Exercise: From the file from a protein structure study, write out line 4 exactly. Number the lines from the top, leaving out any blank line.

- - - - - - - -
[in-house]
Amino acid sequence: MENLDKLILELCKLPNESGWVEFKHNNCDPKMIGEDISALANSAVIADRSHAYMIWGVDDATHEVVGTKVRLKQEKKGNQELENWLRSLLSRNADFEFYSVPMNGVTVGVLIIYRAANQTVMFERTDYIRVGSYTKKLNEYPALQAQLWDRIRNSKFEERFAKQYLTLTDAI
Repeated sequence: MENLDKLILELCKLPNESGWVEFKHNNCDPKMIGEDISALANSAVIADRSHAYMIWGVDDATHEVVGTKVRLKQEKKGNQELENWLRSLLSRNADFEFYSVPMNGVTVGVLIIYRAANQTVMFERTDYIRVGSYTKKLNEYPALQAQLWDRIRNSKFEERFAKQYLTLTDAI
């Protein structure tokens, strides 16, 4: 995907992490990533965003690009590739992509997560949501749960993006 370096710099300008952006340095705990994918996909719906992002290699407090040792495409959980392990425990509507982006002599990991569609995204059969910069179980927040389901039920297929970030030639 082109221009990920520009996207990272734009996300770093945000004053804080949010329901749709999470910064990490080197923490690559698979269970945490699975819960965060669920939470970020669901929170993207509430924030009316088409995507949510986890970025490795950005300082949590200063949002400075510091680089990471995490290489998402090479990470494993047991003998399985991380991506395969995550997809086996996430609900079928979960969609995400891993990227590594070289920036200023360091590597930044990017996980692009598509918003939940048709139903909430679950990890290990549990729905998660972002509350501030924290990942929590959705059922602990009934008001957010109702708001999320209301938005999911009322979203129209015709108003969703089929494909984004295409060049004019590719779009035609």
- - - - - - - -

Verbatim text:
């Protein structure tokens, strides 16, 4: 995907992490990533965003690009590739992509997560949501749960993006 370096710099300008952006340095705990994918996909719906992002290699407090040792495409959980392990425990509507982006002599990991569609995204059969910069179980927040389901039920297929970030030639 082109221009990920520009996207990272734009996300770093945000004053804080949010329901749709999470910064990490080197923490690559698979269970945490699975819960965060669920939470970020669901929170993207509430924030009316088409995507949510986890970025490795950005300082949590200063949002400075510091680089990471995490290489998402090479990470494993047991003998399985991380991506395969995550997809086996996430609900079928979960969609995400891993990227590594070289920036200023360091590597930044990017996980692009598509918003939940048709139903909430679950990890290990549990729905998660972002509350501030924290990942929590959705059922602990009934008001957010109702708001999320209301938005999911009322979203129209015709108003969703089929494909984004295409060049004019590719779009035609």